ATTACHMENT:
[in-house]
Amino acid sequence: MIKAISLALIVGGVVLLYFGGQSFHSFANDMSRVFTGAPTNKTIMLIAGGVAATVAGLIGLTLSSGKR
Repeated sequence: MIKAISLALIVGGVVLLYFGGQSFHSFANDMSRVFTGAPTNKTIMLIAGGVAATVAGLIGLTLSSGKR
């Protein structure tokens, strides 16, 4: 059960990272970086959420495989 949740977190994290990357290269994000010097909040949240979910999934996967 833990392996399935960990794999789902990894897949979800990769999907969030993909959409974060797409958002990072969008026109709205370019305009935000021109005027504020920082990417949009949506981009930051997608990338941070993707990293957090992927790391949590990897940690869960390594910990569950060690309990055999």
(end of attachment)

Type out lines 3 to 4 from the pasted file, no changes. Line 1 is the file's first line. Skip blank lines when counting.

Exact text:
Repeated sequence: MIKAISLALIVGGVVLLYFGGQSFHSFANDMSRVFTGAPTNKTIMLIAGGVAATVAGLIGLTLSSGKR
């Protein structure tokens, strides 16, 4: 059960990272970086959420495989 949740977190994290990357290269994000010097909040949240979910999934996967 833990392996399935960990794999789902990894897949979800990769999907969030993909959409974060797409958002990072969008026109709205370019305009935000021109005027504020920082990417949009949506981009930051997608990338941070993707990293957090992927790391949590990897940690869960390594910990569950060690309990055999």